The famous open-faced sandwiches known as smørrebrød, literally translated as “buttered bread,” are perhaps Denmark’s most well-known contribution to the world of gastronomy. But the road from a poor man’s lunch to a Michelin-acknowledged dısh has been bumpy.

You take a piece of bread -preferably rye bread- spread on a layer of butter, top it with meat or fish, and finally some garnish. You’re now ready to dig into a wonderful gastronomic experience.

In its essentials, it seems utterly simple. However, there is nothing simple about smørrebrød, the famous Danish open-faced sandwiches. At least not if you want the full taste experience of a perfect piece of smørrebrød, a dish that can vary in style and taste but is always founded on the same simple concepts. Like any other great dish, smørrebrød is all about the balance of tastes. 

Take for instance the classic piece with roast beef, garnished with pickles, deep-fried onions and some grated horseradish. The meat is raised to a new level by the crunchiness and acidy of the pickles, the power of the horseradish and the sweetness of the onions - and of course, the dark and malty flavors from a sourdough-based rye bread.

Quite simple, yet still very hard to make the perfect way, as chef Adam Aamann, in many people’s eyes the most important innovator of the smørrebrød tradition, told me when I interviewed him a couple of years ago.
“How to choose the best piece for roast beef? I use rump instead of the traditionally used top round, which in my opinion gets too dry when cooked. In addition, I try to make the ultimate version of spicy pickles and mayonnaise. We figured out the best way to do the crispiest onions was to slice them very thin, then blanch in milk before drying and finally deep-frying.”

Whether restaurants are trying to make smørrebrød the traditional way or take a more experimental approach, the search for perfection is what is making the culinary scene of smørrebrød boom with chefs using the best ingredients available and putting as much effort into making smørrebrød as one would with any other dish. But it hasn’t always been that way, and the ride to the current state has been a bumpy one.

The word smørrebrød translates literally as “buttered bread,” and for hundreds of years that was exactly what it was: 
a slice of bread covered with fat. But in the late 19th century, the dish as we know it today began to emerge. Traditional Danish dishes such as duck roast were reinterpreted and put on top of a slice of bread as a luxury serving for the bourgeoisie. A place like the exclusive Nimb Hotel in Tivoli Gardens was among the first to serve the modern version of the dish. More down-to-earth restaurants followed, slowly popularizing smørrebrød among the working class as well.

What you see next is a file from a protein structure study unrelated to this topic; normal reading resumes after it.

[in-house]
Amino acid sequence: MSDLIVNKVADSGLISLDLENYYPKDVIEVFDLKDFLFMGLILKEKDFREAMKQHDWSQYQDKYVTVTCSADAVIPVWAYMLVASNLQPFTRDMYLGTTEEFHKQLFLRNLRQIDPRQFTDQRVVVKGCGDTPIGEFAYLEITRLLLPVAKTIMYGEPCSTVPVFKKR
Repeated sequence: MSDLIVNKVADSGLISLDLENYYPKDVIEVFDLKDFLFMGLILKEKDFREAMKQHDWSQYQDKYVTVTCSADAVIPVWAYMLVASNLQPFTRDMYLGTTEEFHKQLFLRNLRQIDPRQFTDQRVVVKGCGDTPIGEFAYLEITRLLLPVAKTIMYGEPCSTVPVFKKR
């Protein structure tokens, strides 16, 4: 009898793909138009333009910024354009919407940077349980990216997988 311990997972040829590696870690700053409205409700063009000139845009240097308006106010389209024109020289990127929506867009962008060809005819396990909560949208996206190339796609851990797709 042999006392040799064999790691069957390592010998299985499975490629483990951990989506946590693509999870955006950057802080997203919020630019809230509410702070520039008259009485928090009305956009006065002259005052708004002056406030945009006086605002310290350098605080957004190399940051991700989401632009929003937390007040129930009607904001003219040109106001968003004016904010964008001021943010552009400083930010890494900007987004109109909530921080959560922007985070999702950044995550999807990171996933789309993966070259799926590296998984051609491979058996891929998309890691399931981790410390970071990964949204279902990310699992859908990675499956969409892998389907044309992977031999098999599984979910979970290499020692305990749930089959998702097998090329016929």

The first golden era of smørrebrød ended in the 1970s with a marked decrease in overall quality. Semi-manufactured products found their way into restaurants, and the dish began going out of style. Then, for a couple of decades, great smørrebrød was hard to find other than in a few dedicated restaurants trying to keep the tradition alive.

All that changed in 2006 when Adam Aamann started to reinterpret the smørrebrød tradition in a contemporary way. His restaurants became very popular and got great reviews, paving the way for several new restaurants focusing on this Danish gem -a gem that once again shone so brightly that rumor has it the Michelin guide will soon award the first star to a smørrebrød restaurant.

That has not happened yet, but this February the first Bib Gourmand (a mention for budget-friendly restaurants serving very good food) was awarded to Selma, an experimental smørrebrød restaurant in Copenhagen. At the same time, Lonely Planet put the Danish specialty on its “Ultimate Eats” list. 

Both these accomplishments are impressive milestones for the international acknowledgement of smørrebrød says Ole Troelsø, food critic and author of several books on the specialty: “I’ve been following the evolution of smørrebrød in Denmark for many years and now we see quality better than ever. With a restaurant like Selma, we see a very personal, gastronomic restaurant serving smørrebrød with produce that is even better than the other good places. And a great thing about smørrebrød is that it is affordable -more tourists in Copenhagen can afford good smørrebrød, even at the best places.”



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